thinking about our thinking.

A step beyond this, I suggest, is to not just think about our thinking, but to invite the Spirit to examine, test, and reveal our thinking to us. This is the “taking captive” of every thought to “make it obedient to Christ” (2 Corinthians 10:5), where “making it obedient to Christ” means getting it to align with the truth. Reshaping, reforming, sometimes chucking it out all together.

This is what David was getting at in Psalm 139,

God, I invite your searching gaze into my heart. Examine me through and through; find out everything that may be hidden within me. Put me to the test and sift through all my anxious cares. See if there is any path of pain I’m walking on, and lead me back to your glorious, everlasting ways—the path that brings me back to you.

 Psalm 139:23-24, The Passion

Some of those familiar, ingrained patterns of thinking are “paths of pain” that you walk daily.

Problem is, it’s just not that easy to change how you think. The first step is recognising that we’re heading down a path that we don’t really want to take—this isn’t easy, but it isn’t as hard as forming new paths. That is where the hard work of change and personal formation has to be done. The longer that path has been worn, the harder it is to change. It’s not enough to just think about your thinking, you need to involve the Spirit, you need to change your practices, and you need to involve some trustworthy people.

For example, for the longest time I have been trying to be a more patient person. Naturally, I just am not; I came out of the womb stubborn and angry. I’m pretty good at keeping it smooth on the surface, but underneath, and at home, it is often not pretty. And then, there’s those four kids: that’s plenty to try your patience. Simply trying harder to be more patient just doesn’t work that well—trust me, I’ve tried hard plenty of times, and I’ve failed plenty of times.

There are, however, a set of practices that you can work at which will produce, seemingly indirectly, the desired result. These are the spiritual disciplines: prayer, silence, solitude, meditating on Scripture etc. While I can’t just try hard at being patient, I can try hard at setting aside time every day to seek God in silence. And when I do that consistently, I am, voilà, a more patient person. It’s just how Paul describes the fruit of the Spirit: “He brings gifts into our lives, much the same way that fruit appears in an orchard” (Galatians 5:22, The Message). Do the things you know you need to do (see this post), let the Spirit work on your thinking, and fruit of love, joy, peace (etc etc) just appear!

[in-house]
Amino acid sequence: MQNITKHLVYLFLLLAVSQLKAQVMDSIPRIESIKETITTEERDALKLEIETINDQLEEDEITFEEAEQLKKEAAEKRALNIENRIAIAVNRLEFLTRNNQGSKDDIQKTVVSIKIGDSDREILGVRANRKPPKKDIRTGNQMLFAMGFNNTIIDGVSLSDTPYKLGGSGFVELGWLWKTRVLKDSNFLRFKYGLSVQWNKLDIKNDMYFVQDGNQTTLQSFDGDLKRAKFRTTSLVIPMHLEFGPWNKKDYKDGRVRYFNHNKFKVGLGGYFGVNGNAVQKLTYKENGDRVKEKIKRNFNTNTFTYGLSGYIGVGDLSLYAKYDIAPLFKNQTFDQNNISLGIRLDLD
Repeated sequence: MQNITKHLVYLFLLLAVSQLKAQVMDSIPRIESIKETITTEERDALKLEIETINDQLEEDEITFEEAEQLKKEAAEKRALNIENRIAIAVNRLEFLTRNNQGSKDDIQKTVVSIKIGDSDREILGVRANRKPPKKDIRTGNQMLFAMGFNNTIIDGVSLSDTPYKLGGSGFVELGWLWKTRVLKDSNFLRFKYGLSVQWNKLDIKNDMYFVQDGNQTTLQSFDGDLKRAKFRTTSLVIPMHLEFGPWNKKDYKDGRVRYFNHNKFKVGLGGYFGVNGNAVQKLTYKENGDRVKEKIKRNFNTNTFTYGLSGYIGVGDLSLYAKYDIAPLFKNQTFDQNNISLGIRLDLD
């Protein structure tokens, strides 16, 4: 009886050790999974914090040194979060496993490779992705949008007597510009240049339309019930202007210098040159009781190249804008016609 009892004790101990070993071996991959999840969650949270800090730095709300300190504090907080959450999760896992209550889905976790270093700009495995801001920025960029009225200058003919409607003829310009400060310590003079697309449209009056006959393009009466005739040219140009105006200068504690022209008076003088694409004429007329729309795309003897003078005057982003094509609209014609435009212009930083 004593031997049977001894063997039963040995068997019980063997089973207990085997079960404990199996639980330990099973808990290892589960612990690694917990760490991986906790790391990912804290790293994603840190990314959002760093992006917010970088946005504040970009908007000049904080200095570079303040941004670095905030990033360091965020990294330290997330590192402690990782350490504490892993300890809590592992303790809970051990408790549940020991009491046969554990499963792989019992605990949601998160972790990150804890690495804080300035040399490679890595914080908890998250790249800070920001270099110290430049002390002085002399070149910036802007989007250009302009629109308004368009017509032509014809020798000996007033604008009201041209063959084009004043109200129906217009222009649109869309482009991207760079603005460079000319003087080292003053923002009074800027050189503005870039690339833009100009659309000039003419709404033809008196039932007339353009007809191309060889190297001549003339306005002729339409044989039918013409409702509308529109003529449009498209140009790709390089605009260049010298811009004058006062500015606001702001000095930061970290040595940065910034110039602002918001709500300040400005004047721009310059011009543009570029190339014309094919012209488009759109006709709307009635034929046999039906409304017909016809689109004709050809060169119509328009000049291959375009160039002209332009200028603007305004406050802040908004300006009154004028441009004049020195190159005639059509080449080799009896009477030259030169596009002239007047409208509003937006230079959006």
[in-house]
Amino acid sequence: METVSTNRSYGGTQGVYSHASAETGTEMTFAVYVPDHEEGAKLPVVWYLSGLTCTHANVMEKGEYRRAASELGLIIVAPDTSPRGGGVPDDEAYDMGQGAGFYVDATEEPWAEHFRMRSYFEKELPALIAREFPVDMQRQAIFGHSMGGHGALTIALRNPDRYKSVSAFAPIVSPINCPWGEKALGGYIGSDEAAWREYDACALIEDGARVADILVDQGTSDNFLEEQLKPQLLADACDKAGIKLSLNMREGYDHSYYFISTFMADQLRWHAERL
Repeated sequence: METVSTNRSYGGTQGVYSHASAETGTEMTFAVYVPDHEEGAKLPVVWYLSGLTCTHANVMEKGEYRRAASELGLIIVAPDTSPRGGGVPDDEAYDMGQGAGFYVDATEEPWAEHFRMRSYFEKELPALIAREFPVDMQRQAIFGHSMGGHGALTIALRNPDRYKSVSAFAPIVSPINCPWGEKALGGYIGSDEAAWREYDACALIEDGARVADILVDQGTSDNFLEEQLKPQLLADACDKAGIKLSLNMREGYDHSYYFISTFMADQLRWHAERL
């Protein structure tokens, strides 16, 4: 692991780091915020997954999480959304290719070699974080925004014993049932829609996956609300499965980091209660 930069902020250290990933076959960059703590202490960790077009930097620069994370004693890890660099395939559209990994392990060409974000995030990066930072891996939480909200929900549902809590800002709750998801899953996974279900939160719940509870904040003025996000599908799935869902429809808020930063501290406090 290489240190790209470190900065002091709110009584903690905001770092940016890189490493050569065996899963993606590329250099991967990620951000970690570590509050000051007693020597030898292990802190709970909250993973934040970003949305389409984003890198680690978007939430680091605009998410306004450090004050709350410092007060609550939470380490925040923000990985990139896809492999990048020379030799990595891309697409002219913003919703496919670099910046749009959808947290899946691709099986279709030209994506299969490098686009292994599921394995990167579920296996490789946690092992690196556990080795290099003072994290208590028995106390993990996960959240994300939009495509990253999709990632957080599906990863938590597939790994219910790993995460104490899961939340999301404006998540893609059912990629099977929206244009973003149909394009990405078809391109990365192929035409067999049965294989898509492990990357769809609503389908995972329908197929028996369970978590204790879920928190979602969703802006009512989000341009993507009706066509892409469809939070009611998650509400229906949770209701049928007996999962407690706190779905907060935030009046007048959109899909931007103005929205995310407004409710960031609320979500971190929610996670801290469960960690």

You don’t want to just work at the spiritual disciplines alone though—no hermits here please. We need to be embedded in a loving community that will call us out on our negative patterns of thinking and habits of relating, and will support us to change.

People who will speak truth to you, when you’re talking trash to yourself.

The process of taking our thoughts captive and making them obedient to Christ is not an individual pursuit, you have to work it out in community. Friends who will go on a journey of ruthless self-discovery with you are a rare and precious gift; I’m grateful for mine. These kind of relationships require vulnerability, time, real-life interaction, and sometimes hard work.

So how’s your meadow? Are there some well-worn paths that are really paths of pain? How about inviting the Spirit’s searching gaze into your thinking, and letting God change you into a new person by changing the way you think?